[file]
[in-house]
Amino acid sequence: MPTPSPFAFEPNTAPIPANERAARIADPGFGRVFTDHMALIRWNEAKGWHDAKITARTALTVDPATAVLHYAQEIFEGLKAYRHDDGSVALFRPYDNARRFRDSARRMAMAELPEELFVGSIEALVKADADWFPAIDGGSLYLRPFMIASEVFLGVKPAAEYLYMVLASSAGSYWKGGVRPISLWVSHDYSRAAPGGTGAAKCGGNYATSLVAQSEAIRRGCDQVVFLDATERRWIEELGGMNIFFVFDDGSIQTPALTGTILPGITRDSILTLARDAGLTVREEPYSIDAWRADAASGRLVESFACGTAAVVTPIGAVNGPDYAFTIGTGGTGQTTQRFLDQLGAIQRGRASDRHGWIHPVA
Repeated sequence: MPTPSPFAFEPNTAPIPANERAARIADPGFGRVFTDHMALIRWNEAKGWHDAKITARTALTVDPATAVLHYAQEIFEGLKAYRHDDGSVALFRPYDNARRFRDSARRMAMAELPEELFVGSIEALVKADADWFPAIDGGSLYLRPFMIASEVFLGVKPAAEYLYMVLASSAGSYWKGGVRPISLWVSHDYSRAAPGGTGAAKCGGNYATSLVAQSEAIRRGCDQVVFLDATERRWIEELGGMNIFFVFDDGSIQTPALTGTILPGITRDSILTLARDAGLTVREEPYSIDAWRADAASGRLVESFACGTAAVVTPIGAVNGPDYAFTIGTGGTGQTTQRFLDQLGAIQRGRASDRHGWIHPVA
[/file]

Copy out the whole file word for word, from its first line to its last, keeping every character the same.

[in-house]
Amino acid sequence: MPTPSPFAFEPNTAPIPANERAARIADPGFGRVFTDHMALIRWNEAKGWHDAKITARTALTVDPATAVLHYAQEIFEGLKAYRHDDGSVALFRPYDNARRFRDSARRMAMAELPEELFVGSIEALVKADADWFPAIDGGSLYLRPFMIASEVFLGVKPAAEYLYMVLASSAGSYWKGGVRPISLWVSHDYSRAAPGGTGAAKCGGNYATSLVAQSEAIRRGCDQVVFLDATERRWIEELGGMNIFFVFDDGSIQTPALTGTILPGITRDSILTLARDAGLTVREEPYSIDAWRADAASGRLVESFACGTAAVVTPIGAVNGPDYAFTIGTGGTGQTTQRFLDQLGAIQRGRASDRHGWIHPVA
Repeated sequence: MPTPSPFAFEPNTAPIPANERAARIADPGFGRVFTDHMALIRWNEAKGWHDAKITARTALTVDPATAVLHYAQEIFEGLKAYRHDDGSVALFRPYDNARRFRDSARRMAMAELPEELFVGSIEALVKADADWFPAIDGGSLYLRPFMIASEVFLGVKPAAEYLYMVLASSAGSYWKGGVRPISLWVSHDYSRAAPGGTGAAKCGGNYATSLVAQSEAIRRGCDQVVFLDATERRWIEELGGMNIFFVFDDGSIQTPALTGTILPGITRDSILTLARDAGLTVREEPYSIDAWRADAASGRLVESFACGTAAVVTPIGAVNGPDYAFTIGTGGTGQTTQRFLDQLGAIQRGRASDRHGWIHPVA